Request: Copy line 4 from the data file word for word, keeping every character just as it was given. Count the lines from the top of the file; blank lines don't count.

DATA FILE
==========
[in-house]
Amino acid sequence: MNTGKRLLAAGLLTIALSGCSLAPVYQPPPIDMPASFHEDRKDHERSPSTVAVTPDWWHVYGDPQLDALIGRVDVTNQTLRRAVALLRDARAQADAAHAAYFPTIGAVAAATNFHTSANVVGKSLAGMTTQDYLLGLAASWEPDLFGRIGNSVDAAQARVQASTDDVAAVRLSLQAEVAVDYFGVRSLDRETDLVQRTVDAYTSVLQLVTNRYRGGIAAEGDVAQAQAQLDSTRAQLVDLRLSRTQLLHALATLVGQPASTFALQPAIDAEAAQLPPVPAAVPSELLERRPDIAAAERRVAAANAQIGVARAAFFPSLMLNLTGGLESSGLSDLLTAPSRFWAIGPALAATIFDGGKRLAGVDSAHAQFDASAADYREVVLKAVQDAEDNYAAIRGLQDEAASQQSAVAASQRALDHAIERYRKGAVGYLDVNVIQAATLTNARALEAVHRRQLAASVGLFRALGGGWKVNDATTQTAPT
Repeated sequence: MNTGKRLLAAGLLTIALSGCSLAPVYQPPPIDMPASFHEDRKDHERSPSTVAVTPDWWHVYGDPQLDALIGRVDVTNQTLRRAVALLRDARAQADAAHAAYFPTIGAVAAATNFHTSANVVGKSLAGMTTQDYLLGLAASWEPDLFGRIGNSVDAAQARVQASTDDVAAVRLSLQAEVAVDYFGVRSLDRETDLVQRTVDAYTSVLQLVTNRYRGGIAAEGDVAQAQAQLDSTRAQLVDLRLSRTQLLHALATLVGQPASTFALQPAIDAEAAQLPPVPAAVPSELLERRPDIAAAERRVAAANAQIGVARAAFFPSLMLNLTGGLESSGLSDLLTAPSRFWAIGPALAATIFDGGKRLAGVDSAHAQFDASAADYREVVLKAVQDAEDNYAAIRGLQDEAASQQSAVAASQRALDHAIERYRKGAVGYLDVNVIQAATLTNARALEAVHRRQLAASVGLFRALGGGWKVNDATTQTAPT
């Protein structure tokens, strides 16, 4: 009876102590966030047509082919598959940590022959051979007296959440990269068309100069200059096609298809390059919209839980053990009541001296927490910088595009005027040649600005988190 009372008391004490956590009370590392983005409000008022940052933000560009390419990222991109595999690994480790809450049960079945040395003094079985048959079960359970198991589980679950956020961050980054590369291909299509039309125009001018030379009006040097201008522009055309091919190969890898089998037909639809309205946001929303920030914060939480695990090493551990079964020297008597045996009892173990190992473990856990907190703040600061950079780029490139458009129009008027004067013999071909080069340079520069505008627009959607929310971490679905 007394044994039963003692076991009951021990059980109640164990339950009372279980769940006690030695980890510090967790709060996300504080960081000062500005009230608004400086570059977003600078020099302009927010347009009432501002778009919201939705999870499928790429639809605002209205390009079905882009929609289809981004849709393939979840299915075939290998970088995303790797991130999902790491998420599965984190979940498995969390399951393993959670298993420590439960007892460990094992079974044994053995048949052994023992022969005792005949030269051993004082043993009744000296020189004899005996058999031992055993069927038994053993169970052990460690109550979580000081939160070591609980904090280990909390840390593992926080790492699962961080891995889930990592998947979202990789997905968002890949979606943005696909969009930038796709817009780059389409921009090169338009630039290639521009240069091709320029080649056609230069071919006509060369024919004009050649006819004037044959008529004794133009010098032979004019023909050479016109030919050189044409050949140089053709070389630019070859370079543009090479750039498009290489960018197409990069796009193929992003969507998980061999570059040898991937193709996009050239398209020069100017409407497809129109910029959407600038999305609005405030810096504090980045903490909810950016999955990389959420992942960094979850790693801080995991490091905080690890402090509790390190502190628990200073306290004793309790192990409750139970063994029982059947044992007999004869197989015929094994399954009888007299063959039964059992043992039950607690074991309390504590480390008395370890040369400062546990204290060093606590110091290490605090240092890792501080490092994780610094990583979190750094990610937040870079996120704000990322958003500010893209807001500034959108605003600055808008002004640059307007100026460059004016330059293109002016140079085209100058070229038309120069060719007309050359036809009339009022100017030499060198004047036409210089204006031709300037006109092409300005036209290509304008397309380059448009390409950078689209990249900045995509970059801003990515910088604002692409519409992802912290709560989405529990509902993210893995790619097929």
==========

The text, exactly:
């Protein structure tokens, strides 16, 4: 009876102590966030047509082919598959940590022959051979007296959440990269068309100069200059096609298809390059919209839980053990009541001296927490910088595009005027040649600005988190 009372008391004490956590009370590392983005409000008022940052933000560009390419990222991109595999690994480790809450049960079945040395003094079985048959079960359970198991589980679950956020961050980054590369291909299509039309125009001018030379009006040097201008522009055309091919190969890898089998037909639809309205946001929303920030914060939480695990090493551990079964020297008597045996009892173990190992473990856990907190703040600061950079780029490139458009129009008027004067013999071909080069340079520069505008627009959607929310971490679905 007394044994039963003692076991009951021990059980109640164990339950009372279980769940006690030695980890510090967790709060996300504080960081000062500005009230608004400086570059977003600078020099302009927010347009009432501002778009919201939705999870499928790429639809605002209205390009079905882009929609289809981004849709393939979840299915075939290998970088995303790797991130999902790491998420599965984190979940498995969390399951393993959670298993420590439960007892460990094992079974044994053995048949052994023992022969005792005949030269051993004082043993009744000296020189004899005996058999031992055993069927038994053993169970052990460690109550979580000081939160070591609980904090280990909390840390593992926080790492699962961080891995889930990592998947979202990789997905968002890949979606943005696909969009930038796709817009780059389409921009090169338009630039290639521009240069091709320029080649056609230069071919006509060369024919004009050649006819004037044959008529004794133009010098032979004019023909050479016109030919050189044409050949140089053709070389630019070859370079543009090479750039498009290489960018197409990069796009193929992003969507998980061999570059040898991937193709996009050239398209020069100017409407497809129109910029959407600038999305609005405030810096504090980045903490909810950016999955990389959420992942960094979850790693801080995991490091905080690890402090509790390190502190628990200073306290004793309790192990409750139970063994029982059947044992007999004869197989015929094994399954009888007299063959039964059992043992039950607690074991309390504590480390008395370890040369400062546990204290060093606590110091290490605090240092890792501080490092994780610094990583979190750094990610937040870079996120704000990322958003500010893209807001500034959108605003600055808008002004640059307007100026460059004016330059293109002016140079085209100058070229038309120069060719007309050359036809009339009022100017030499060198004047036409210089204006031709300037006109092409300005036209290509304008397309380059448009390409950078689209990249900045995509970059801003990515910088604002692409519409992802912290709560989405529990509902993210893995790619097929």